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Samuel L. Jackson calls 'Ptolemy Grey' an Alzheimer's fairy tale

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Samuel L. Jackson calls 'Ptolemy Grey' an Alzheimer's fairy tale
Samuel L. Jackson starred in and executive produced "The Last Days of Ptolemy Grey" on Apple TV+. File Photo by Jim Ruymen/UPI | License Photo

LOS ANGELES, March 10 (UPI) -- Samuel L. Jackson calls his new TV series, The Last Days of Ptolemy Grey, premiering Friday on Apple TV+, a modern-day fairy tale.

In the adaptation of Walter Mosley's book, Jackson, 73, plays Ptolemy Grey, a 91-year-old man with dementia given a chance to temporarily regain his memories.

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"Walter created a drug and a person that comes with a cure," Jackson said on a recent Television Critics Association Zoom panel. "It's not a real thing."

Since there is no real-life cure for Alzheimer's disease, Jackson said Ptolemy Grey offers wish fulfillment for people dealing with it. The fictional treatment allows Grey to recall his memories one more time before losing them again.

"It's based in the reality of, yes, someone who has lost himself over the years," Jackson said.

Jackson, a co-producer, said he had tried to set up an adaptation of Mosley's book for 10 years after growing up with a grandfather, uncle, aunt, mother and extended family members who had Alzheimer's.

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"I watched them change, deteriorate and become different people over the years," he said.

The Last Days of Ptolemy Grey is about Grey reclaiming his self-worth in a world that abandoned him.

"You are still a worthwhile individual, even though a lot of people discard you," Jackson said. "Like some people say, some garbage is other people's treasure."

Over the 10 years he was developing the series, Jackson said he resisted studios that wanted to make one standalone film. The Apple TV+ series runs six hourlong episodes.

"When we were trying to deal with other people to get it made, they wanted to make it as an hour-and-a-half-long movie, which was impossible," Jackson said. "I was always banging my head against the wall about that because I never wanted to tell the story that way."

As a movie star, Jackson holds the record as the actor with the highest box office total. . Thanks to roles in the Star Wars and Marvel franchises, and films of Quentin Tarantino, Jackson's films have racked up high grosses.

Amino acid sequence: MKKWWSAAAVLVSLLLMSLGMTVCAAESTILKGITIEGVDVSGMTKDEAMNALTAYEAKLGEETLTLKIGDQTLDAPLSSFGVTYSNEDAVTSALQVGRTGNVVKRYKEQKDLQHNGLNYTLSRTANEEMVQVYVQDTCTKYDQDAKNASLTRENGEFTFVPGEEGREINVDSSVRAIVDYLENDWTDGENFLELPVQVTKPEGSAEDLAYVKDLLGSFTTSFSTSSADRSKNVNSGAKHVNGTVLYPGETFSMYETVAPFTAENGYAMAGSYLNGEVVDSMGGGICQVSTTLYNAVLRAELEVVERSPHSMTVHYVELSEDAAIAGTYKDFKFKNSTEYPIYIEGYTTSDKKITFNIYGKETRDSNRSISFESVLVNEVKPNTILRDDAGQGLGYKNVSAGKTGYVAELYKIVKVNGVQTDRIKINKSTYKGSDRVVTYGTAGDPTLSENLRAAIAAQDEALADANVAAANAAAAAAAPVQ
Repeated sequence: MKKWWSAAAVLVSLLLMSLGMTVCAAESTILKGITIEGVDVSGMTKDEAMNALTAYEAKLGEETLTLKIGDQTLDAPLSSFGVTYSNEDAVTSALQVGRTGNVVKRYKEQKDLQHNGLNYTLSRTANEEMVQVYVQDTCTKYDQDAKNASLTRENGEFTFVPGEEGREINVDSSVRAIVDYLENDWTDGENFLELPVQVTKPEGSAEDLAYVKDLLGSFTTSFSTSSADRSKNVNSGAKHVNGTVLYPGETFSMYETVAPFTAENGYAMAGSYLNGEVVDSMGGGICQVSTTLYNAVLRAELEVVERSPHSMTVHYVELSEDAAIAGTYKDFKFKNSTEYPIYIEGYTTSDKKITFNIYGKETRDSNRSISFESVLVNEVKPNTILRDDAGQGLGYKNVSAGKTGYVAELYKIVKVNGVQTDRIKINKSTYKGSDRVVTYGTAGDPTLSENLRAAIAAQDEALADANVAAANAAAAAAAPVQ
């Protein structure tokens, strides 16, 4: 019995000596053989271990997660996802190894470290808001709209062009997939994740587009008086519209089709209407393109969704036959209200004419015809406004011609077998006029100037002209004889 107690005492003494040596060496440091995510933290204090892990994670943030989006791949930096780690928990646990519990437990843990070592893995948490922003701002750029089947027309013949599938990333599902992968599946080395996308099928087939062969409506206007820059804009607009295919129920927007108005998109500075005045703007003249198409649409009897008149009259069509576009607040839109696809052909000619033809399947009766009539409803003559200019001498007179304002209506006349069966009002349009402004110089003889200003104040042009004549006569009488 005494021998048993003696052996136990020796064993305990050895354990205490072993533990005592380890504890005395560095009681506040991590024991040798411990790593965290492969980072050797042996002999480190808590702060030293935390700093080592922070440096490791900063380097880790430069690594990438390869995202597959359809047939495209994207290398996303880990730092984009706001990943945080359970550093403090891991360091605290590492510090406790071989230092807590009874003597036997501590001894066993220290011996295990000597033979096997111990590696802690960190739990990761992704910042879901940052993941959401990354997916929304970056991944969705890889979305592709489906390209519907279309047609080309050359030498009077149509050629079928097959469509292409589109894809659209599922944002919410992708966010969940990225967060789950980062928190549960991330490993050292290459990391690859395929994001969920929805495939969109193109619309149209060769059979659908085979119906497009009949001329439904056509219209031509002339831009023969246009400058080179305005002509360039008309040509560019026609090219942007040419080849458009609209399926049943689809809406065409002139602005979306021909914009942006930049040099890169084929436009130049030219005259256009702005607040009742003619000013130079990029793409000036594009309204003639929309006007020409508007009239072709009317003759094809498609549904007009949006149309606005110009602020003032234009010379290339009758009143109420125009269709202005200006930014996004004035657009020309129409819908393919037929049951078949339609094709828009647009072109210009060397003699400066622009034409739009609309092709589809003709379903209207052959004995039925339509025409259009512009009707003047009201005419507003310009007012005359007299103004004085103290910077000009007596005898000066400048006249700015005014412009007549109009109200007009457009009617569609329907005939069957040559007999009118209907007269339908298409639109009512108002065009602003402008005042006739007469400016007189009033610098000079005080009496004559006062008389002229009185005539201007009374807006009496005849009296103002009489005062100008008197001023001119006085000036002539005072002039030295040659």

He also has nearly 200 film credits, including Do the Right Thing, Goodfellas, Jurassic Park, Shaft, Snakes on a Plane and Unbreakable. Many of Jackson's roles have been in heavy dramas like Ptolemy Grey.

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Do the Right Thing was Spike Lee's charged racism drama. Jackson played a homeless man in The Caveman's Valentine and Resurrecting the Champ.

He played a veteran with PTSD in Home of the Brave and bluesman who holds a sex addict prisoner in Black Snake Moan. Like his other dramatic roles, Jackson said playing Ptolemy Grey did not weigh on him after wrapping.

Jackson said he always separates his work from his real-life emotions.

"I'm not a method actor," Jackson said. "I just kind of turned on the emotional asset that I'm able to access. Then when I get off, I talk to my agent on the phone about things that I need to do later on."

But he can relate to simple memory loss issues.

"Every time I walk into a room, and I can't remember why I walked in there, or I can't remember the name of an actor in this movie, all those things mean something to me," Jackson said. "It's an honest and, hopefully, endearing assessment of the deterioration of life that a lot of us face."

Jackson said he hopes to continue to work into his 90s. Though his family has a history of Alzheimer's, Jackson said they also have a history of longevity.

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"I got a 94-year-old aunt in L.A. who would take credit for everything that I do in my life," Jackson said. "She's the first person that made me act or recite something."

He is also taking good care of himself to ensure he has many more productive years ahead.

"I discovered the value of sleep," Jackson said. "I used to sleep like three hours a night. But sleep is so valuable, and I treasure it now."

Jackson added that he reads to keep his mind active, and hires masseurs and acupuncturists.

Two episodes of The Last Days of Ptolemy Grey premiere Friday, with new episodes released weekly on Apple TV+.

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